Former Michigan U.S. Rep. Dale Kildee dead at 92; championed education reform
Former U.S. Rep. Dale Kildee, who spent 36 years in Congress championing education reform and Native American sovereignty, died Wednesday, his family said in a statement. He was 92 years old.
Kildee, a Flint Democrat, served in the House from 1977 to 2013. He was elected 18 times in a district now represented by his nephew, Rep. Dan Kildee of Flint Township, who remembered him Wednesday as an "incredible" uncle, role model and political mentor.
"Dale was always proud that he was from Flint, the birthplace of the modern labor movement. Throughout his work, Dale was kind, humble and dedicated to his constituents. Dale never forgot who he worked for or the constituents who sent him to Congress. And Dale always brought civility and kindness to the political debate, something that we all could learn from today," Dan Kildee wrote in a statement.
“I have lost a wonderful member of my family, and the people of Michigan lost an incredible public servant. We mourn his loss while recognizing the great contributions that he made to Flint, the state of Michigan and our country."
On Capitol Hill, colleagues on both sides of the aisle long praised Kildee's decency, kindness and dedication to the institution, where he was dubbed the "Cal Ripken of Congress" for his near-perfect voting record, casting over 20,000 votes during his tenure.
"Dale Kildee was a powerful, passionate and hard worker for our state and his interests were much larger than just his congressional district," said Republican Rep. Fred Upton of St. Joseph.
"He was one that could 'cross the aisle' to get things done and was honest as the day is long.
Kildee also stood out as an ally of the auto industry, founder of the Native American Caucus and a longtime member of the House education committee, where he served as the top Democrat on several subcommittees.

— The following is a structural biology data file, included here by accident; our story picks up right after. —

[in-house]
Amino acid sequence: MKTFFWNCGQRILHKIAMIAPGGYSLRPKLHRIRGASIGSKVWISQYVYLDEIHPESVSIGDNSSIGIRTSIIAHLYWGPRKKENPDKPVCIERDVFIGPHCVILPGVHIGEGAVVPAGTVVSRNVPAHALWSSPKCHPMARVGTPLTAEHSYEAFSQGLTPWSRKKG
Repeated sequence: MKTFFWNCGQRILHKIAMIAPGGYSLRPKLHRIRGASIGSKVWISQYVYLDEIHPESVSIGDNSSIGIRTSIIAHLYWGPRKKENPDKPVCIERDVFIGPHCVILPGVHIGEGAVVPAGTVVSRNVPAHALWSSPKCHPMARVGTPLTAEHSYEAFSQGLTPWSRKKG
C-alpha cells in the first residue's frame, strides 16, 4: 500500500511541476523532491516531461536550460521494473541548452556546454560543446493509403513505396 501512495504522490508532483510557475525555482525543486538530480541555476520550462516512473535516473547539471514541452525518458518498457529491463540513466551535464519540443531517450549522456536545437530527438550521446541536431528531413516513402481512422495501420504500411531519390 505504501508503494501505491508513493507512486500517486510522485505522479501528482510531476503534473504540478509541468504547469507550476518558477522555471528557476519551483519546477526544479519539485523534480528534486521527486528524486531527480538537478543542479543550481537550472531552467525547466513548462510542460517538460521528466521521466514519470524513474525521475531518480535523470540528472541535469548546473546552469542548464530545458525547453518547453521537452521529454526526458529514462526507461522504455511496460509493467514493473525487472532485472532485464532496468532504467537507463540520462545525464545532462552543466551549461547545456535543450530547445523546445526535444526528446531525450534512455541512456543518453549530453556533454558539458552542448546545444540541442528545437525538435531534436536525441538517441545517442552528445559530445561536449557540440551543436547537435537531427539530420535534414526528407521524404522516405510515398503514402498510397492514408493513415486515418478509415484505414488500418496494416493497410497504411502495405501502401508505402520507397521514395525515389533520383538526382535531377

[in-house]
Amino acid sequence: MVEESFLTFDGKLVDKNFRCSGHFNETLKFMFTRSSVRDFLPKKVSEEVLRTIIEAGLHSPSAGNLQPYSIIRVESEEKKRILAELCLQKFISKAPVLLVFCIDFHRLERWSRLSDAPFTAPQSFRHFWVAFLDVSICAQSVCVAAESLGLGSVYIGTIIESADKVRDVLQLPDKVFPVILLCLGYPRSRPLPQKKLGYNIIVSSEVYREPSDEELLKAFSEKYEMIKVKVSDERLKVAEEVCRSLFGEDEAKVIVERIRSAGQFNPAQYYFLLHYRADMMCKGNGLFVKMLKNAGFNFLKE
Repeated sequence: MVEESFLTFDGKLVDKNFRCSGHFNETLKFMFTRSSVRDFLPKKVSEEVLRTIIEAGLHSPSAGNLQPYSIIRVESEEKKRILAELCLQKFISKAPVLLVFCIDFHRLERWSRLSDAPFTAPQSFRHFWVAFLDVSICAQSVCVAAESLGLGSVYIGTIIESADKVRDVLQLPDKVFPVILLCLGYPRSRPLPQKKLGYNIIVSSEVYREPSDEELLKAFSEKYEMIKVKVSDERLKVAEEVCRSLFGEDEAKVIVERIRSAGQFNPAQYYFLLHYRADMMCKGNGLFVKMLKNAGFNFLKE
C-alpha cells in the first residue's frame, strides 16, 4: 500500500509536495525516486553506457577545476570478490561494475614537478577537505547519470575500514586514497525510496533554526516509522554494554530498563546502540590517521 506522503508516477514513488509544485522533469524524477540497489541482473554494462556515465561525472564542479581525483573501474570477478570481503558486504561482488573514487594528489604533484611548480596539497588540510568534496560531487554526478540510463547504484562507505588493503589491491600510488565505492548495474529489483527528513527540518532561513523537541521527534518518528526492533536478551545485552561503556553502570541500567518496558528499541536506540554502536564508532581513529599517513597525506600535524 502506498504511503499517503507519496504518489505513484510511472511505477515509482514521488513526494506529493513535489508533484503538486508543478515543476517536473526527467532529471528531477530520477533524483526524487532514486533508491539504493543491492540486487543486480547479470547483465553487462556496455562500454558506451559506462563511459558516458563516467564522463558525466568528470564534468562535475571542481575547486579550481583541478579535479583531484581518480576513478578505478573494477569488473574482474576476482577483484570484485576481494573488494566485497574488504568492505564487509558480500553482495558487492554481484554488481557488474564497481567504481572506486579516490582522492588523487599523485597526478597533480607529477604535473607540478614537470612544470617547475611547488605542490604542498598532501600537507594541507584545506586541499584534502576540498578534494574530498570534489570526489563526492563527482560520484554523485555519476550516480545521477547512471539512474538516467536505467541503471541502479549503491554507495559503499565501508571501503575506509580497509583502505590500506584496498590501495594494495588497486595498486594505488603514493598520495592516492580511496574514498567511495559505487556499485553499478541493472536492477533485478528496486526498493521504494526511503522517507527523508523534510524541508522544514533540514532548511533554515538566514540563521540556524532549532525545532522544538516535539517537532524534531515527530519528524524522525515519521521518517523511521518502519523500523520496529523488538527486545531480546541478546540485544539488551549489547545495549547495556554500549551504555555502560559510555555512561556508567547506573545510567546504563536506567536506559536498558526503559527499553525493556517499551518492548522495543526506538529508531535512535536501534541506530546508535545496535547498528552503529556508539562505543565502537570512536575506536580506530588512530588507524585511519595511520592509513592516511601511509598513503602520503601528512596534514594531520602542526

House Speaker Nancy Pelosi, who served with Kildee for 25 years, called him a "tireless champion for our students" and saluted his "first-hand devotion to service, legendary work ethic and extraordinary humility and kindness."
"Indeed, every Member who had the honor of working with Dale was in awe of how hard he worked — from the well of the House, where he rarely missed a vote, to the communities of his childhood hometown," Pelosi said in a statement.
"And he never forgot our responsibility to extend opportunity to all Americans, helping establish the Native American Caucus to ensure that Native voices were heard in the halls of Congress."
After retiring, Kildee in 2013 joined the lobbying firm Akin Gump Strauss Hauer & Feld LLP as a senior consultant and Ietan Consulting as an adviser on native and tribal issues.
A former high school Latin teacher, Kildee won his first election to the state House in 1964, followed by a single term in the state Senate before his election to Congress in 1976.
He authored the 2007 Head Start reform bill, signed by President George W. Bush, and worked to reform the No Child Left Behind Act.
He introduced legislation to help low-income families pay for child care and advocated for national standards for day care staff-to-child ratios and employee qualifications.
“Dale will be remembered for many accomplishments in Congress, but especially his work to support early childhood education through Head Start, reform the No Child Left Behind initiative and promote child and senior nutrition programs," his nephew wrote.
"Dale fought fervently for programs to address hunger in our country, establishing the first of its kind summer nutrition program in churches so kids wouldn’t go hungry."
Over appeals by President Bill Clinton, Kildee voted against the North American Free Trade Agreement with Canada and Mexico but did back the assault weapons ban in the 1990s. He claimed he never took a foreign trip at the taxpayers' expense.
"He was a deeply religious man and a public servant deeply committed to social justice," said former Gov. Jim Blanchard, who worked closely with Kildee on auto issues as a member of Congress, as governor and ambassador.